As our trade deficit grows, New Zealand needs to find new exports, and there was no better advertisement for one of Auckland's most valuable commodities than Valerie Adams' gold medal ceremony on Wednesday night.
Adams is not only a credit to herself and her family, she's a prime example of what can happen when you combine incredible raw talent, expert coaching and a ton of mental toughness.
And she doesn't have to be a one off when there are thousands with similar attributes bouncing around our fine city.
With a burgeoning population of powerful Pacific Island youth, Athletics New Zealand needs to act fast and set up a Throwing Academy aimed at recruiting young Tongan and Samoan women before they get snapped up by the NZRU's Sevens development programs for Rio 2016 and beyond.
Adams' fantastic performances over the last decade, and to a lesser extent Beautrice Faumuinia's World Championship title, shouldn't be seen as flash in the pan successes.
Instead, we should be trying to create a generation of Valeries and Beautrices who dominate the shot put, discus, javelin and hammer throw events in the same way our rowers and kayakers are making waves in their respective fields.
Obviously Polynesians are blessed with impressive physiques, but the other part of the equation should be luring a world class coach to lead this academy in the some way Dick Tonks has shaped Rowing NZ's gold medal factory.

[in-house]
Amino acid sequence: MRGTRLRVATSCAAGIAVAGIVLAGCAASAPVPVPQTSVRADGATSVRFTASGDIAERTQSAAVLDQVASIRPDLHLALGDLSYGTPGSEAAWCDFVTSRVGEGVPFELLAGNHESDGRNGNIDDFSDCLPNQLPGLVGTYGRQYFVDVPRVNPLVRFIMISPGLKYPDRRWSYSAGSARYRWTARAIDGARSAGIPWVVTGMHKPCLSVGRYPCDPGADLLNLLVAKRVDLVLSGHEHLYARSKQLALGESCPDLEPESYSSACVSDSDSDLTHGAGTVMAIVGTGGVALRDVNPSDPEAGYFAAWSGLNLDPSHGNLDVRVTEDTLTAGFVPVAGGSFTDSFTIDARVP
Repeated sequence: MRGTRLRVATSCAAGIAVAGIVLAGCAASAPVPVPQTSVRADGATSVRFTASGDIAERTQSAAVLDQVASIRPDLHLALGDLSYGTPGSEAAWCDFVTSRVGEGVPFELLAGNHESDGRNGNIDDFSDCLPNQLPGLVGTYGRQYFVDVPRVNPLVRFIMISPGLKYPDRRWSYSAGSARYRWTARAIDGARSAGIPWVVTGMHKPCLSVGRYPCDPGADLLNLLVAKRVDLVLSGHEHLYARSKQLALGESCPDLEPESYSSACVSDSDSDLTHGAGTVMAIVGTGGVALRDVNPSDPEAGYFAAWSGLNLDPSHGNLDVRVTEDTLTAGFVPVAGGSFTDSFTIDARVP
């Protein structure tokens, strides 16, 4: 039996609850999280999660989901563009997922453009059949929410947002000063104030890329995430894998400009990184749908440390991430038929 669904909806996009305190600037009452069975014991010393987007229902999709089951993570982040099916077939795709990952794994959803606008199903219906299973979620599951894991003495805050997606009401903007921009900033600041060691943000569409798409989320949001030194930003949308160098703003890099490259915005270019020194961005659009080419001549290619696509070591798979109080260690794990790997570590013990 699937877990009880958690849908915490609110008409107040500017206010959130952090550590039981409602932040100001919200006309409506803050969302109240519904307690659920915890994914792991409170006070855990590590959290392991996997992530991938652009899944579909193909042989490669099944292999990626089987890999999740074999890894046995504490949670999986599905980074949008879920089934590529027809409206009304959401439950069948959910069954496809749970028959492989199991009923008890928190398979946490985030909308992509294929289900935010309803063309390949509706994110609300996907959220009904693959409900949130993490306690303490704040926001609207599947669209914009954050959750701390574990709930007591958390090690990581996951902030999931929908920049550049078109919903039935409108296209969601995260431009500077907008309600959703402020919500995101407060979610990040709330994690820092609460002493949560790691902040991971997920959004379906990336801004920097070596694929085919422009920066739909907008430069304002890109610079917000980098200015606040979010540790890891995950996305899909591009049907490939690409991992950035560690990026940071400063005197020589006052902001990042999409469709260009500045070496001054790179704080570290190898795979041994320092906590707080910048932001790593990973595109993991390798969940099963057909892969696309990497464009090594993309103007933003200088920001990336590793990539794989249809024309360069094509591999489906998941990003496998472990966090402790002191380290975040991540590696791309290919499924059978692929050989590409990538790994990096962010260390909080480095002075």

Former Auckland mayor Les Mills would be an obvious choice and he's probably already mentoring a number of up and coming throwers.
But I'd suggest an even better option is to get Kirsten Hellier back from honing Adams' Chinese rivals. If New Zealand isn't careful it will be China dominating the podium at these events in years to come and a perfect opportunity to harness Adams' popularity will be lost.
Adams herself must be starting to consider life after the shot put and so perhaps a cushy job travelling the country and the Pacific Islands recruiting stars of the future could be chucked her way.
Sometimes in this country we can get quite focused on the immediate high of a big win and forget to think about the ongoing possibilities following sporting success. It's taken hockey over thirty years to return to being competitive since their gold medal win in 1976. It's a similar story with football and even cricket is struggling to rekindle the romance of the 1980s.
So if track and field's administrators don't find a way use Adams to ensure future gold medallists come forth, then they will be guilty of a far worse crime than merely forgetting to add their number one athlete to the starters' list.
- © Fairfax NZ News